Update: IRS Announces 2014 Pension Plan Limitations

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The IRS has recently announced the cost-of-living adjustments for pension plans and other retirement-related items for 2014. We have highlighted a few key items.

The following items will remain unchanged:

  • The elective deferral (contribution) limit for 401(k), 403(b), most 457 plans, and the federal government’s Thrift Savings Plan.
    • Employees: $17,500
    • Catch-up for employees 50 and over: $5,500

  • The limit on annual contributions to an Individual Retirement Arrangement (IRA).
    • Individuals: $5,500
    • Catch up for individuals 50 and over: $1,000

The following items will increase:

  • The adjusted gross income (AGI) phase-out range for deductions for taxpayers making contributions to a traditional IRA:
    • Singles and heads of household who are covered by a workplace retirement: $60,000 and $70,000 (up from $59,000 and $69,000)
    • For married couples filing jointly, in which the spouse who makes the IRA contribution is covered by a workplace retirement plan: $96,000 to $116,000 (up from $95,000 to $115,000).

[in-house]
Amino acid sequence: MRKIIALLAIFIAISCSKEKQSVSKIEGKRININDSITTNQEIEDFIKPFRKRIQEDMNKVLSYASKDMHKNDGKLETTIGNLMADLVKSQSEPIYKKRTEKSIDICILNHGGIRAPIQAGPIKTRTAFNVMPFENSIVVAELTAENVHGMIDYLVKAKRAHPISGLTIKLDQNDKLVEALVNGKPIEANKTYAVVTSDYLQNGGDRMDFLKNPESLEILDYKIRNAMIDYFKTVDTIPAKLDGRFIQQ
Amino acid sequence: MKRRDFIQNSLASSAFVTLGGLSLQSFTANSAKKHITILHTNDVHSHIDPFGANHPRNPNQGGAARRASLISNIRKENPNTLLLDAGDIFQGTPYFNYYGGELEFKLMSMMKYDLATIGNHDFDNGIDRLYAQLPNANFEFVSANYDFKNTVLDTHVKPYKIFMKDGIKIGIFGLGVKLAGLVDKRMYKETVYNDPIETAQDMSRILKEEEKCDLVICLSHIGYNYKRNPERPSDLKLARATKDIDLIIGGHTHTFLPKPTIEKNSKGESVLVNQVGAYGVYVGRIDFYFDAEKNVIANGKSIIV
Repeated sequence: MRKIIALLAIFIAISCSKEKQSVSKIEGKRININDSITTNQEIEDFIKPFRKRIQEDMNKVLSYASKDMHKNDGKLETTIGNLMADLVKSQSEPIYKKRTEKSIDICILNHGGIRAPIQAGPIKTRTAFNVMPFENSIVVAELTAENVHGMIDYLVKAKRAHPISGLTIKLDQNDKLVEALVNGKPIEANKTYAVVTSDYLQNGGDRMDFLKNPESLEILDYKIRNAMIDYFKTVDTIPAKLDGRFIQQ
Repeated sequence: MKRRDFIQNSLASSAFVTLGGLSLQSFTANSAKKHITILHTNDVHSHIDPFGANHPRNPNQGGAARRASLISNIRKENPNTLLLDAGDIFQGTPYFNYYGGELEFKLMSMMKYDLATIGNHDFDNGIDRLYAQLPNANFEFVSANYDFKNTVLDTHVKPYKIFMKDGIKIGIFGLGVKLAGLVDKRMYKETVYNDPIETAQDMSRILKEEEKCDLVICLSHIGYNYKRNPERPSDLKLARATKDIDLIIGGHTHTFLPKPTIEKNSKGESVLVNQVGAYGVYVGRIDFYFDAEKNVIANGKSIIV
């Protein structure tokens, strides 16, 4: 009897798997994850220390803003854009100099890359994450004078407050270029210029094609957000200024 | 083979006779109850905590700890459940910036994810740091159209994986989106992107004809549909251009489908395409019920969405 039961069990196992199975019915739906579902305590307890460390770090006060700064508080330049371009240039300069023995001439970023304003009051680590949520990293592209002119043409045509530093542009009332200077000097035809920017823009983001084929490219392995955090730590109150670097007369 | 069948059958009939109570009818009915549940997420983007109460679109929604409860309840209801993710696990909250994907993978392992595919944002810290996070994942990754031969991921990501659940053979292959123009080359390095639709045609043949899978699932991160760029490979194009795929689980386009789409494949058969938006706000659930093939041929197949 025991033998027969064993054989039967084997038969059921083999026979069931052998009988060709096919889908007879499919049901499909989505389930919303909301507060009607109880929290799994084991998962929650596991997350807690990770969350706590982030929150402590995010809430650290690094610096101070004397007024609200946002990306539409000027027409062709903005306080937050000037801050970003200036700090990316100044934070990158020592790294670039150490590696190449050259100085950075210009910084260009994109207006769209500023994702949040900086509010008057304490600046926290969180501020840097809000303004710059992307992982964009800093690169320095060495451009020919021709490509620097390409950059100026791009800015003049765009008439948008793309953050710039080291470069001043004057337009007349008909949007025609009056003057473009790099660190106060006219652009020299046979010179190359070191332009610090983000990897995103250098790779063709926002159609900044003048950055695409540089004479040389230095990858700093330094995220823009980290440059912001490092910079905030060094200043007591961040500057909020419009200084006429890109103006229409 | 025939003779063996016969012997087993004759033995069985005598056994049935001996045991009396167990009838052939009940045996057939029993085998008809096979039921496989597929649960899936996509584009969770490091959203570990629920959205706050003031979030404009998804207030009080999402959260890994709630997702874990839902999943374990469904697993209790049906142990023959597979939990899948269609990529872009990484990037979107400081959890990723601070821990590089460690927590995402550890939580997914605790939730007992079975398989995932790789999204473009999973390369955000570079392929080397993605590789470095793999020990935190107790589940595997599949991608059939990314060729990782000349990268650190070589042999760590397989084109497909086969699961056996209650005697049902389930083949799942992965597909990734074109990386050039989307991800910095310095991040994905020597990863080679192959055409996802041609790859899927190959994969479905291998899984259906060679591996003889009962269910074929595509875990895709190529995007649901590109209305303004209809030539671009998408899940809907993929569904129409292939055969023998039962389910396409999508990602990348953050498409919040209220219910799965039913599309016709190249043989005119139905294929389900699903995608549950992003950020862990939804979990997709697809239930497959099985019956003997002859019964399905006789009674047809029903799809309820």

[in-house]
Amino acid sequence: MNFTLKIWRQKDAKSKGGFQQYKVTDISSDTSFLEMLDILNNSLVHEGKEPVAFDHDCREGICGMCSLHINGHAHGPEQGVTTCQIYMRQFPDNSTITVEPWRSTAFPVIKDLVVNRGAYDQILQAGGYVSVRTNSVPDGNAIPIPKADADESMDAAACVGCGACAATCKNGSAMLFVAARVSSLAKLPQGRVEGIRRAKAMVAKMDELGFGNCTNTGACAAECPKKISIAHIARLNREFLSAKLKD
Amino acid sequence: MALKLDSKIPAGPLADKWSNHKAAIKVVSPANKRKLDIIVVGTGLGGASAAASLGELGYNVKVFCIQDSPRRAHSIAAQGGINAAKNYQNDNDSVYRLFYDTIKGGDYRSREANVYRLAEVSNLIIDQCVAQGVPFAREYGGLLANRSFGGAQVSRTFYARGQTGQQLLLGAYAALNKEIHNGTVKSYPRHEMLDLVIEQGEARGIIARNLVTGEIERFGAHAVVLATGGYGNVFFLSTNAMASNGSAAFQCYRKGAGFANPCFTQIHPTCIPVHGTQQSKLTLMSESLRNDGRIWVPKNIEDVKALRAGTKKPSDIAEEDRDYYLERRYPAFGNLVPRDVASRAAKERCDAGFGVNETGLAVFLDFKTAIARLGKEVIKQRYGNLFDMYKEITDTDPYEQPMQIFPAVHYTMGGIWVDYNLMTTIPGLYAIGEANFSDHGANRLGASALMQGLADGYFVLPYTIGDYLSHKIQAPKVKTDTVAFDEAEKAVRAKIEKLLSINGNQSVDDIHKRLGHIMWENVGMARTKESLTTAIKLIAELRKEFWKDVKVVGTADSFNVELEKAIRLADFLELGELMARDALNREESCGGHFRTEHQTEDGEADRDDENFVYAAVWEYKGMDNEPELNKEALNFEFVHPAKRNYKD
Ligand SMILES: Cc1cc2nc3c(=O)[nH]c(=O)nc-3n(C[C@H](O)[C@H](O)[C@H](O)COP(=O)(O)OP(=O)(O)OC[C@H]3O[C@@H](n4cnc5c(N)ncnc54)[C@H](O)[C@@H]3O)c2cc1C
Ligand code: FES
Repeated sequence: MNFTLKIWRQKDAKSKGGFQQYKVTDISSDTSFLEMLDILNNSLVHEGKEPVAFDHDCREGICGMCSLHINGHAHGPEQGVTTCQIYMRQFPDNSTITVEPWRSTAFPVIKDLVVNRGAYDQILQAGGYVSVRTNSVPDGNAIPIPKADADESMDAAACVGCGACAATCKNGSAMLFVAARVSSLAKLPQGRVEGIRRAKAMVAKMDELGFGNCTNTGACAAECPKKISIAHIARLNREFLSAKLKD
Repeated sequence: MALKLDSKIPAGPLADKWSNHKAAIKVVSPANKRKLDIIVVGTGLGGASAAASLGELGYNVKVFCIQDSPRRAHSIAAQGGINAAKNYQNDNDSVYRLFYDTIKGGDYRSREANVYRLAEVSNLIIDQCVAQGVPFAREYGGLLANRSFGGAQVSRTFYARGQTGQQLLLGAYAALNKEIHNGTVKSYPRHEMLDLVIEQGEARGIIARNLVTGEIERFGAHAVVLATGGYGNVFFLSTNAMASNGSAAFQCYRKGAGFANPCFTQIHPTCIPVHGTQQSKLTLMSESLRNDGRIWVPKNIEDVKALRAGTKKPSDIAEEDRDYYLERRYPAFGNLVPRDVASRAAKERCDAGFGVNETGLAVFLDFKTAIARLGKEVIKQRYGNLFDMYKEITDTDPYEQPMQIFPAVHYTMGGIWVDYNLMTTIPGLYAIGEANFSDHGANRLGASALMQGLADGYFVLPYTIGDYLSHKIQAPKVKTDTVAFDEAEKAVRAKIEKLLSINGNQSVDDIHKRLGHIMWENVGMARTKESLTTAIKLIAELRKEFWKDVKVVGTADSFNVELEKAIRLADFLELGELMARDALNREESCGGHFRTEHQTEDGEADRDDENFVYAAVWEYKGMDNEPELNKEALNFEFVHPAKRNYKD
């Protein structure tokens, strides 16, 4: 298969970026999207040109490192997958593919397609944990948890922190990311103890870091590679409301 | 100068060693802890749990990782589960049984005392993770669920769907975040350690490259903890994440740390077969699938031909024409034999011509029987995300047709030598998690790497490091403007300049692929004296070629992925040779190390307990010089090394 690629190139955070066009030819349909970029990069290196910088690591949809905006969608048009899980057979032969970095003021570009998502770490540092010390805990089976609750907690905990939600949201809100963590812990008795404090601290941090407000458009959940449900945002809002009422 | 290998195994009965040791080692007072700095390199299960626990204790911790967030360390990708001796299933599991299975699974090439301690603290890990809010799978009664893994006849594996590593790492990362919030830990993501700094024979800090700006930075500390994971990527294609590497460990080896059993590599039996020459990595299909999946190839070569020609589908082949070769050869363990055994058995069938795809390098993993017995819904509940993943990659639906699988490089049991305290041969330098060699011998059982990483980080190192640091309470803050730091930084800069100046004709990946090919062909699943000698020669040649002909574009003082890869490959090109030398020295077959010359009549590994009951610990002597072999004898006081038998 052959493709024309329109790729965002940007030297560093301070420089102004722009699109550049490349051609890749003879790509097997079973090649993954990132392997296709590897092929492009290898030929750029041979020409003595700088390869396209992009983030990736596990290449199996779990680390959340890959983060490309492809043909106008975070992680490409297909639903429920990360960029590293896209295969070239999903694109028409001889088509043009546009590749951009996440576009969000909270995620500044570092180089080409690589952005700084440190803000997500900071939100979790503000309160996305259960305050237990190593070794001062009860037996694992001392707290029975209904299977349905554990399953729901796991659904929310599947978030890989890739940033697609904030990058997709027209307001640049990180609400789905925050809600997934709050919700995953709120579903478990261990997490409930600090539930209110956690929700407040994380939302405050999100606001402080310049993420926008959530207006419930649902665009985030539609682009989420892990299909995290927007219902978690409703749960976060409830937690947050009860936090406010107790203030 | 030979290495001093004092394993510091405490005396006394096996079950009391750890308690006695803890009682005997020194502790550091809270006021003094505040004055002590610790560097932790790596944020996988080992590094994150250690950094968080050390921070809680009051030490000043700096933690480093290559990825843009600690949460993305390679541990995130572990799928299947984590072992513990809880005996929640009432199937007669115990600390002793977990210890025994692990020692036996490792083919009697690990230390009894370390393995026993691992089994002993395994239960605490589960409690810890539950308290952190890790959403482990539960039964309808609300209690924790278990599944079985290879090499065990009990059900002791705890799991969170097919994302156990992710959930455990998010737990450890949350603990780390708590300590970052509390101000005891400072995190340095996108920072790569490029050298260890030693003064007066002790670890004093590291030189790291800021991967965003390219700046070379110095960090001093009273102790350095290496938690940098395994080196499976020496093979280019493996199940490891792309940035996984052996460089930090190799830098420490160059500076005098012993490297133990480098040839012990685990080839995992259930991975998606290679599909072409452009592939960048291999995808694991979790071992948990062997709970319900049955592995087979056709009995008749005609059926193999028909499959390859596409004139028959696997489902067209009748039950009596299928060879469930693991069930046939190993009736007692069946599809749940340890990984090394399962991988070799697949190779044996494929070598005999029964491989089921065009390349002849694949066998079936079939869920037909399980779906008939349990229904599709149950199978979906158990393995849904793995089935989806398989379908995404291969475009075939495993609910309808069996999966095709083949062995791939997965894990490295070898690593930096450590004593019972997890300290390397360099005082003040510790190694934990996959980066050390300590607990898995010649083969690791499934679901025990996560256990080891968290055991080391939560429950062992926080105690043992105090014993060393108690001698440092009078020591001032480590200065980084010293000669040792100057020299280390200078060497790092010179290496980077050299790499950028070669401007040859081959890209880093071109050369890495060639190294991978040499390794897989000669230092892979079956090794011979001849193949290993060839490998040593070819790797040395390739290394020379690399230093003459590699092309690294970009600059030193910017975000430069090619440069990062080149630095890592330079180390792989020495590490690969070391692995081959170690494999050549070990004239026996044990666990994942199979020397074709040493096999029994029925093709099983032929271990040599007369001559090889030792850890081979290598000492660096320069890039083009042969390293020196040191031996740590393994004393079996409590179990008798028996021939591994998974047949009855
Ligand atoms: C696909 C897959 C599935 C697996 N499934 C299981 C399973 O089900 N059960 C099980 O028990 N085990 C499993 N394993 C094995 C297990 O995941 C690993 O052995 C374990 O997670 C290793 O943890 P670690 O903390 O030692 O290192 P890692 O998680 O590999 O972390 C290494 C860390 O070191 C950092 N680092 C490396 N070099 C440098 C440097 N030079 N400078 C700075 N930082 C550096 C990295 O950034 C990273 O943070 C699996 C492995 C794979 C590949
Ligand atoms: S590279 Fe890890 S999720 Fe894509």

• An individual who is not covered by a workplace retirement plan and is married to someone who is covered: $181,000 and $191,000 (up from $178,000 and $188,000).
    • For a married individual filing a separate return who is covered by a workplace retirement plan, the phase-out range is not subject to an annual cost-of-living adjustment and remains $0 to $10,000.

  • The AGI phase-out range for taxpayers making contributions to a Roth IRA:
    • Married couples filing jointly: $181,000 to $191,000 (up from $178,000 to $188,000)
    • For singles and heads of household: $114,000 to $129,000 (up from $112,000 to $127,000)
    • For a married individual filing a separate return, the phase-out range is not subject to an annual cost-of-living adjustment and remains $0 to $10,000.
  • The AGI limit for the saver’s credit (also known as the retirement savings contribution credit) for low- and moderate-income workers is:
    • $60,000 for married couples filing jointly (up from $59,000)
    • $45,000 for heads of household (up from $44,250)
    • $30,000 for married individuals filing separately and for singles (up from $29,500)

If you have any questions on these changes, contact your AHP professional.


Any accounting, business, or tax advice contained in this communication, including attachments and enclosures, is not intended as a thorough analysis of specific issues, nor a substitute for a formal opinion, nor was it written to be used to avoid tax related penalties.